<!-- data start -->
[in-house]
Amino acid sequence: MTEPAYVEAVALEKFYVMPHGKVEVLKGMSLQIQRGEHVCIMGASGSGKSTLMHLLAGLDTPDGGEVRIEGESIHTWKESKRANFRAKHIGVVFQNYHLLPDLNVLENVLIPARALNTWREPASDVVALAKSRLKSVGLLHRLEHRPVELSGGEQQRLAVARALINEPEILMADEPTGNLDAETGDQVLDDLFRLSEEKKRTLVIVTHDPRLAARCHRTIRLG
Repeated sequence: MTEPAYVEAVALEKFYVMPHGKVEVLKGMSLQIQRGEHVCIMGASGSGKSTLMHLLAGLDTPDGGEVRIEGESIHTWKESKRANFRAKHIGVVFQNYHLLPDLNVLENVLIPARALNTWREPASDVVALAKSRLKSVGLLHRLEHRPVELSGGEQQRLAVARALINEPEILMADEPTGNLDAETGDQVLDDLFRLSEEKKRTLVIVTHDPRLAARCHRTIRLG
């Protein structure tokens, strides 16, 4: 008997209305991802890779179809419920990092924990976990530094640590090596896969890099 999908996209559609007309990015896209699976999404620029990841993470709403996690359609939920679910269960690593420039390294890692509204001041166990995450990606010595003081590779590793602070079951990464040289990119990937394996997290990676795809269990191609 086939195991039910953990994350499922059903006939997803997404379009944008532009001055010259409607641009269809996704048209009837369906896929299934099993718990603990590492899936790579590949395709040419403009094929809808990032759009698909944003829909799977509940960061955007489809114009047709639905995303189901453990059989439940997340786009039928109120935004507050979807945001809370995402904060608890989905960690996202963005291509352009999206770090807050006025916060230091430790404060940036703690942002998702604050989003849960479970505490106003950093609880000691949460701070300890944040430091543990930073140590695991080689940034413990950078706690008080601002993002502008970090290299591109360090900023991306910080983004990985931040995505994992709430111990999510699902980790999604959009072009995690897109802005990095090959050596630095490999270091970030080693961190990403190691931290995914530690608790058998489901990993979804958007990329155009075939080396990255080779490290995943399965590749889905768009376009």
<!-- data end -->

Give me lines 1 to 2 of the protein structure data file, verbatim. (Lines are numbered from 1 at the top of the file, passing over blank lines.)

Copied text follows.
[in-house]
Amino acid sequence: MTEPAYVEAVALEKFYVMPHGKVEVLKGMSLQIQRGEHVCIMGASGSGKSTLMHLLAGLDTPDGGEVRIEGESIHTWKESKRANFRAKHIGVVFQNYHLLPDLNVLENVLIPARALNTWREPASDVVALAKSRLKSVGLLHRLEHRPVELSGGEQQRLAVARALINEPEILMADEPTGNLDAETGDQVLDDLFRLSEEKKRTLVIVTHDPRLAARCHRTIRLG